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Thomas Flood

  • Series: 1880s: Loving Paupers
  • City: St. Joseph
  • Team: Clay Eaters
  • League: Western Association

Thomas J. Flood (1867-?) never made it to the major leagues, but his Old Judge card series in 1889 placed this young Missouri ballplayer among an elite of his day. He was captured by the photographer in his St. Joseph Clay Eaters uniform cutting a dashing figure as a right-handed pitcher. Indeed, The Sporting News noted that Thomas had been the Houston Babies’ star hurler the prior year, going 11-15 for a struggling franchise. He was again the stalwart of that team in ‘88 when he compiled a miserable record of 2-10, but started the majority of games, completing the entire dozen. Only one of that squad’s pitchers ever had big league experience. That was veteran Doc Landis who was in the final year of his career that had begun with American Association teams in 1882. The Texas Southern League in those days consisted of a mere six clubs, including the San Antonio Missionaries and Dallas Hams. Flood had started out with amateur outfits in his native St. Louis, such as the Prickly Ash and Grand Avenue clubs. The Sporting News mentioned his first professional job was with Springfield, MO in 1887 where he was said to have won every start for the Indians of the Southwestern League. Unfortunately, Flood’s auspicious beginning ended abruptly with the demise of the Springfield franchise. He was picked up by Ft. Smith to finish the season. With the Clay Eaters, Thomas found himself among a staff with better talent. Five of his fellow pitchers would see big league service. He went 9-16 in ‘89, the third-best record on the team.

  • Despite missing out on MLB glory, Flood was celebrated by The Sporting News as “the finest pitcher in the Southwestern League.” Not a bad clipping to show the family


Auction History


Old Judge Pose: 164-4

Charles Whitney

Third Base
  • Series: Beginnings: 1880's
  • City: St. Joseph
  • Team: Clay Eaters
  • League: Western Association

Charles F. Whitney had a least one close relative make it to the major leagues: his brother Arthur, a right-handed 3rd baseman. The Old Judge card on which Charles appears is identified as “G” Whitney, 3B, for the St. Joseph Clay Eaters in 1889. Baseball Reference pegs this Clay Eater as our Charles, also a right-handed third baseman. Charles played exclusively in the minors and founded the Victor Sporting Goods Co. of Springfield, MA. Arthur worked for his brother’s company after retiring from baseball. Victor was later bought out by Al Spalding’s empire. There are intriguing connections between these Whitneys and another from the same era: Jim “Grasshopper” Whitney. Jim played minor league ball in Binghamton, NY in 1878 and was with the San Francisco Knickerbockers in ’80 when he was hired by Boston’s Red Caps. Charles played for the SF club, then the Athletics in 1879, and for Binghamton in 1887-88. Arthur was born in 1858 and Jim was a year older. If Charles was older than Art (he was already in business and hired his brother) that could make Jim his “cousin?” Jim following him by a year to the West Coast. Such speculation is all that remains as we try to piece together data regarding these early pro ball players.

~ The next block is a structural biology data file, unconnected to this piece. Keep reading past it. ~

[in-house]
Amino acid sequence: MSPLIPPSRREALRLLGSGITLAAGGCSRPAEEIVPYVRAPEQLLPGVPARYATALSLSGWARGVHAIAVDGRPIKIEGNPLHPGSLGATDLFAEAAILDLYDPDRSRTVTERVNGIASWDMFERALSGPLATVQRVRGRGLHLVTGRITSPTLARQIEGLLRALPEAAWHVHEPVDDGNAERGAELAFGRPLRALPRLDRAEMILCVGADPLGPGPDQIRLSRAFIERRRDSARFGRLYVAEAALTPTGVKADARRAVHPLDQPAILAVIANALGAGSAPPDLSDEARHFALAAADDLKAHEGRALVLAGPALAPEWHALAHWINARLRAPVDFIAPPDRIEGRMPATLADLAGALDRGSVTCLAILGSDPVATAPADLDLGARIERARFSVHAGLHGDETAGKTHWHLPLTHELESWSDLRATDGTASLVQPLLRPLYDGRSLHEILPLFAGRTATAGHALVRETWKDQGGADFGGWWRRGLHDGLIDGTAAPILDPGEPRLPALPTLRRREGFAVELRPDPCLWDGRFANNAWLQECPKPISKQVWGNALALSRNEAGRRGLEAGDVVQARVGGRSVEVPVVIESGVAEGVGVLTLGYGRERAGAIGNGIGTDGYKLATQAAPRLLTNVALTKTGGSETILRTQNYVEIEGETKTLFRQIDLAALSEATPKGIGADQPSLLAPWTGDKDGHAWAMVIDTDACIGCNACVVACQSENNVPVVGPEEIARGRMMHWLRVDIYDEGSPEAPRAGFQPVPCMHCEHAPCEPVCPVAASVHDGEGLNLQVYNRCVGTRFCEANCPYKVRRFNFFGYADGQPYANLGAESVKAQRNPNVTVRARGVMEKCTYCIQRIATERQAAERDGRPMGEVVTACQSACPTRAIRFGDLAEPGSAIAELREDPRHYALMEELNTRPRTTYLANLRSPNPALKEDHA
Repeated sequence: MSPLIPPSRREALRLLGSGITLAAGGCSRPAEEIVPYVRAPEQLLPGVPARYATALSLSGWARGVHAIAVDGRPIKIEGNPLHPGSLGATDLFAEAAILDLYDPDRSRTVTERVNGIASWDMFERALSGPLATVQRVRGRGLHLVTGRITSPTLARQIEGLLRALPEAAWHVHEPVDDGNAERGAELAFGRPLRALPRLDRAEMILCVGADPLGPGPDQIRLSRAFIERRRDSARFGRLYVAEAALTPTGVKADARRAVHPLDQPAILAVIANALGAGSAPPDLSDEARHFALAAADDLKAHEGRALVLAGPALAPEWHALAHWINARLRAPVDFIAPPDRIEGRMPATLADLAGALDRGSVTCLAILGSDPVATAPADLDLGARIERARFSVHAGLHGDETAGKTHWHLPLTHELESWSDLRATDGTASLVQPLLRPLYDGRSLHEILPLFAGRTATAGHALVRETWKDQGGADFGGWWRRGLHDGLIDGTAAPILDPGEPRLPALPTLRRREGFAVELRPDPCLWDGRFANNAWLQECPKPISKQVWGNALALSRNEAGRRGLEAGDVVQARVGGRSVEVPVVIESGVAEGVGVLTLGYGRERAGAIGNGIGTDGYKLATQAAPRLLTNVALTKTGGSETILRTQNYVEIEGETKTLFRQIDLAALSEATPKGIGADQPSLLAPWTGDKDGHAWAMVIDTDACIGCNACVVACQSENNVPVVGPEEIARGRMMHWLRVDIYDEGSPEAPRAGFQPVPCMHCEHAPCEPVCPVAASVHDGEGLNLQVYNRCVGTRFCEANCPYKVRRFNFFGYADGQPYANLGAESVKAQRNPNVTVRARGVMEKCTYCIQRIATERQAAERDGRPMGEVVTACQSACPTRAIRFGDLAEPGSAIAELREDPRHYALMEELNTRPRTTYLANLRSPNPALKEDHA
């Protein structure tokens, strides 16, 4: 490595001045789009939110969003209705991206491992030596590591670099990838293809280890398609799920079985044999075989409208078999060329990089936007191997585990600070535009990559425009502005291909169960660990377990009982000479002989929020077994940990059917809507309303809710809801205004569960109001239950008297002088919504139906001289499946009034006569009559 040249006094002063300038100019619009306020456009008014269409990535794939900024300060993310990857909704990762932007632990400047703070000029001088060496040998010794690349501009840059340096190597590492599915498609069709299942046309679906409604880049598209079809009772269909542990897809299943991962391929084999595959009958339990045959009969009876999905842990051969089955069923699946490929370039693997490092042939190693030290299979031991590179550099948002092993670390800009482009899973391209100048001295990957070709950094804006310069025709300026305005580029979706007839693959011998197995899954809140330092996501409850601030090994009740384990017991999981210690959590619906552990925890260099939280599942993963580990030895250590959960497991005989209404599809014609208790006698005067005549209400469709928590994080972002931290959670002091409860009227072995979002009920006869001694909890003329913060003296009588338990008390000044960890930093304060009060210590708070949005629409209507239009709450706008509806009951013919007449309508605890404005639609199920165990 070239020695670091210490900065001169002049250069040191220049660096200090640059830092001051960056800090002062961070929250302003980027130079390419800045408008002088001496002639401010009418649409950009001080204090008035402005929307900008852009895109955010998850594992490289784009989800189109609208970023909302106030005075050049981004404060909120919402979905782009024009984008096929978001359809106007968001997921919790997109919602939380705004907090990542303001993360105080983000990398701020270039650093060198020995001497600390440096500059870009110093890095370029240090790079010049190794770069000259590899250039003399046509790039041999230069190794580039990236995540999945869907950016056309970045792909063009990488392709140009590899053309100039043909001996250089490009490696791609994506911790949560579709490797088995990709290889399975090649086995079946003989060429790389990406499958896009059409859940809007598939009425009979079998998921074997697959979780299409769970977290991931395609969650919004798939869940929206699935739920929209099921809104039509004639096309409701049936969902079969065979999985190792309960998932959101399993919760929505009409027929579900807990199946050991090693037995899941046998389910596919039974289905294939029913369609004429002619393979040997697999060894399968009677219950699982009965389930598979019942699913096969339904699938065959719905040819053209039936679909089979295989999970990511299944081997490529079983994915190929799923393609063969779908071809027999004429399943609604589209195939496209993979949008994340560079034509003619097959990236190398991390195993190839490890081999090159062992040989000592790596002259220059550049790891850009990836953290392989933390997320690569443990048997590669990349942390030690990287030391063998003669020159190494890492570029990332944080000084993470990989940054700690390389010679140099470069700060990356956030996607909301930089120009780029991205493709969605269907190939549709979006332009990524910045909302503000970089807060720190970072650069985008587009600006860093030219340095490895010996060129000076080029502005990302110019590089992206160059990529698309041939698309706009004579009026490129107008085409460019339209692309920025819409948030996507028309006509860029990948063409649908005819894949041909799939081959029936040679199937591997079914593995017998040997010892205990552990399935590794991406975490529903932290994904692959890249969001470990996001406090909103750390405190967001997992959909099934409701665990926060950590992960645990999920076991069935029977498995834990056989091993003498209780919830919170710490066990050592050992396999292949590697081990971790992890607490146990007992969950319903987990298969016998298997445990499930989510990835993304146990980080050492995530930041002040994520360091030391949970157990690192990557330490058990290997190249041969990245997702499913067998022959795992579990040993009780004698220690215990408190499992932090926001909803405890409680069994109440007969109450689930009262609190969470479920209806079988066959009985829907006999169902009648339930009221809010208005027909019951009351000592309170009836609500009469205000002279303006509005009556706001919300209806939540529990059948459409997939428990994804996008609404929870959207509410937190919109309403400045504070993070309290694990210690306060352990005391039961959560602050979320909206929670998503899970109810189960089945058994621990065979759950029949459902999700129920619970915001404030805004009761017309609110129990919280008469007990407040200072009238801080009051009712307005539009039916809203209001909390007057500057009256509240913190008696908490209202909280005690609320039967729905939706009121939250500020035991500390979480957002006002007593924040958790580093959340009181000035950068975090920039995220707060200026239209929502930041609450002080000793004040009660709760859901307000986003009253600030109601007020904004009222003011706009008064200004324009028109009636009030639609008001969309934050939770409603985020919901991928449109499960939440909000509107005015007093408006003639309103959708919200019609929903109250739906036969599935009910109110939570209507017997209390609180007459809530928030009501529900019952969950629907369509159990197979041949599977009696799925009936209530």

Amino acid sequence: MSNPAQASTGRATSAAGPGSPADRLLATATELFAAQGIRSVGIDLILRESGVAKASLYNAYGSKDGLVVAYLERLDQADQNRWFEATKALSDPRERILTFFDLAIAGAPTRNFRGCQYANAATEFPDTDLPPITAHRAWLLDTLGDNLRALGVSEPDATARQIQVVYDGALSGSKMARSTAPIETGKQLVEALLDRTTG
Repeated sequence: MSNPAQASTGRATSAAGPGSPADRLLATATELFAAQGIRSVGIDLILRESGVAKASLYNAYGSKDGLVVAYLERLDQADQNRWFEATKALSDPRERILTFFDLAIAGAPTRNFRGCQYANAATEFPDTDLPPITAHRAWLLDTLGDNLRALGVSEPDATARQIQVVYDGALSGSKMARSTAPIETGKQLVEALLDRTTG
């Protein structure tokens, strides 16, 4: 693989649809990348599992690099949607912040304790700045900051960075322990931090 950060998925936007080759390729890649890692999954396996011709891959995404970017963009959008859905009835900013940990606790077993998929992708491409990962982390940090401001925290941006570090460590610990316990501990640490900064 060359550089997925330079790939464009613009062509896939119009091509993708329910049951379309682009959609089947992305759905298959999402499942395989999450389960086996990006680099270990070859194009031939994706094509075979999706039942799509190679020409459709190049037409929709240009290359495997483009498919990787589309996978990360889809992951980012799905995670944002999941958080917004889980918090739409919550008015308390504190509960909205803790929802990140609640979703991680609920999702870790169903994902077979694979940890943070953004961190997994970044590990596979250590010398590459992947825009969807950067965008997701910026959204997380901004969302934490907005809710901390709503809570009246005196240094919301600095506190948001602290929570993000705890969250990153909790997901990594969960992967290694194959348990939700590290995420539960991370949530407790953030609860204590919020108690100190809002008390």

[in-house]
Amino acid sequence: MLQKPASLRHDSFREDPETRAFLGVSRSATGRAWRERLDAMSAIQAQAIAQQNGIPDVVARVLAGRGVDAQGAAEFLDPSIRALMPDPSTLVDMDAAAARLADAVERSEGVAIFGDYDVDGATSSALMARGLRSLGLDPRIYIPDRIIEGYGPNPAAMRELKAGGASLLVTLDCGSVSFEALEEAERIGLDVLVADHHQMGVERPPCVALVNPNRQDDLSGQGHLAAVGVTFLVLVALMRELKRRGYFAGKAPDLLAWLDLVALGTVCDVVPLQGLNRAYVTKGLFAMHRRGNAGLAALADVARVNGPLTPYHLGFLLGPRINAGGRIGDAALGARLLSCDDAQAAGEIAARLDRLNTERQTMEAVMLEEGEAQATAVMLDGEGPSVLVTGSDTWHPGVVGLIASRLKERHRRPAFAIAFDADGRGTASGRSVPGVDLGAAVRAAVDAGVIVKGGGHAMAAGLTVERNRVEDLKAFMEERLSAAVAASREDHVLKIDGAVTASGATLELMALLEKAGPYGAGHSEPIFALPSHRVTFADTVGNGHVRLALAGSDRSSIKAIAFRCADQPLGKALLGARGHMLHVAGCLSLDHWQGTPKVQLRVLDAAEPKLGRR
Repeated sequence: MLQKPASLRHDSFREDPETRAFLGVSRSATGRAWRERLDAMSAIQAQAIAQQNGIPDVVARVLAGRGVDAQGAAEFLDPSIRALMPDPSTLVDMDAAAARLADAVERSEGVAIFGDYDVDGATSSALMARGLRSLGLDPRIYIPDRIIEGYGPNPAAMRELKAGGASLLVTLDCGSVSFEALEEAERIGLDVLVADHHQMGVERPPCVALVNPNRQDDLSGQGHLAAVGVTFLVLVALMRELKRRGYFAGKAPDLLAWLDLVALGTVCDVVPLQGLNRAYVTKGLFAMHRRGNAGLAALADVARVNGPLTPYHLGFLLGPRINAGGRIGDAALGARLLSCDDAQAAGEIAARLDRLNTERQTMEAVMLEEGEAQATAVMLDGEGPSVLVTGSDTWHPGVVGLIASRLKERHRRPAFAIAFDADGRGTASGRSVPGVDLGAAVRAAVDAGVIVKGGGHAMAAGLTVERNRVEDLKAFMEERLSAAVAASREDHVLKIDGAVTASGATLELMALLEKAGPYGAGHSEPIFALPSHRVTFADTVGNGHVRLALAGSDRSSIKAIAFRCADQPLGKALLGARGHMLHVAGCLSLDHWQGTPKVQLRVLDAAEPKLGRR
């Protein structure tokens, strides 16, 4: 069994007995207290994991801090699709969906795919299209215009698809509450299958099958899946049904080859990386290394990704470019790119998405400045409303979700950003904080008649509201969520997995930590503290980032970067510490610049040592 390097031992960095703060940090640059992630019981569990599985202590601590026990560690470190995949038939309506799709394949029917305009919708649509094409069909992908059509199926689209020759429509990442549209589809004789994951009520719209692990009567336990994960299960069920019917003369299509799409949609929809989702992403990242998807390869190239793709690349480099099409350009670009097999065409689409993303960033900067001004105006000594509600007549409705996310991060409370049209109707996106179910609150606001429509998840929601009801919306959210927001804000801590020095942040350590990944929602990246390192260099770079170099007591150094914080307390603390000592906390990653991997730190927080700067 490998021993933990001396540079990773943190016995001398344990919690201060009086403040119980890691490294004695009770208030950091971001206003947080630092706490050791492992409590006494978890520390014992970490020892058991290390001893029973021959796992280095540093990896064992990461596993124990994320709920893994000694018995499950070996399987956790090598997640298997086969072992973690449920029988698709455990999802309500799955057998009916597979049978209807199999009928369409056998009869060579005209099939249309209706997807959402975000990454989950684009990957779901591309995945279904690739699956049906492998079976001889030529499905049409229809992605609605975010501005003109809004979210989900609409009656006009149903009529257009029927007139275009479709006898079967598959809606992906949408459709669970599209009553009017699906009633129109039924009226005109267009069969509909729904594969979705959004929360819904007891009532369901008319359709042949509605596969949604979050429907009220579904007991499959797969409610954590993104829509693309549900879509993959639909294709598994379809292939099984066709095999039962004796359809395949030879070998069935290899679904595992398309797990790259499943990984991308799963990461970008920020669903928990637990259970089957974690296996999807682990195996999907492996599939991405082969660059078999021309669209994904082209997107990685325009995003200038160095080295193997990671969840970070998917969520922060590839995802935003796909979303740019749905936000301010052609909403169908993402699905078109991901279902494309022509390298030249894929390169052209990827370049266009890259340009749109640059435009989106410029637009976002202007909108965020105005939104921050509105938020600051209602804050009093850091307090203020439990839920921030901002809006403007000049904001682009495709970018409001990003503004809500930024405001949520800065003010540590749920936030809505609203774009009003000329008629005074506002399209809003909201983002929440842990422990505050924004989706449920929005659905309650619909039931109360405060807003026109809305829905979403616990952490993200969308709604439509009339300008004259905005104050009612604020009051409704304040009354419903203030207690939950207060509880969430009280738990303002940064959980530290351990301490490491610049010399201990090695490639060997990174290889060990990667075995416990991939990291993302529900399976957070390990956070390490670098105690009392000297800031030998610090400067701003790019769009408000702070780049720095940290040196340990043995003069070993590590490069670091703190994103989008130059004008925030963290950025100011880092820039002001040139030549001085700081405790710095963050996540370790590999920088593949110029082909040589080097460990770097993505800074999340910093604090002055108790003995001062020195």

• Extant info for Charles shows he began pro ball in 1879 with the Omaha Green Stockings and finished with the tantalizingly-named Clay Eaters ten years later

Auction History

Will Fry

  • Series: Beginnings: 1880's
  • City: St. Joseph
  • Team: Clay Eaters
  • League: Western Association

William Fry was the subject of an Old Judge series while with the 1889 St Joseph Clay Eaters. He never played in the major leagues and his minor league record is sketchy. Fry’s best-documented season was 1887 with the Zanesville Kickapoos of the Ohio State League. Will scored the most runs that year (104) and had the team’s second-highest total of hits with 141. He began in pro-ball in 1883 in the Pittsburgh area with the Liberty Stars of the Western Interstate League (eight Pennsylvania clubs plus Youngstown.) The following year found him still in the Steel City with East Liberty of the Iron and Oil Association. We have no data for 1885. Will moved west to the St Joseph Reds of the Western League in ’86 before joining the Kickapoos for two seasons. He returned to Missouri for his final year, when Old Judge caught up to him, this time with the Clay Eaters. He only managed a .187 average in 150 at-bats.

  • Baseball Reference records Fry’s surname as Frey while the Goodwin catalog editors indicate an alternate spelling of Frye. We use the name that appeared on the OJ cards

Auction History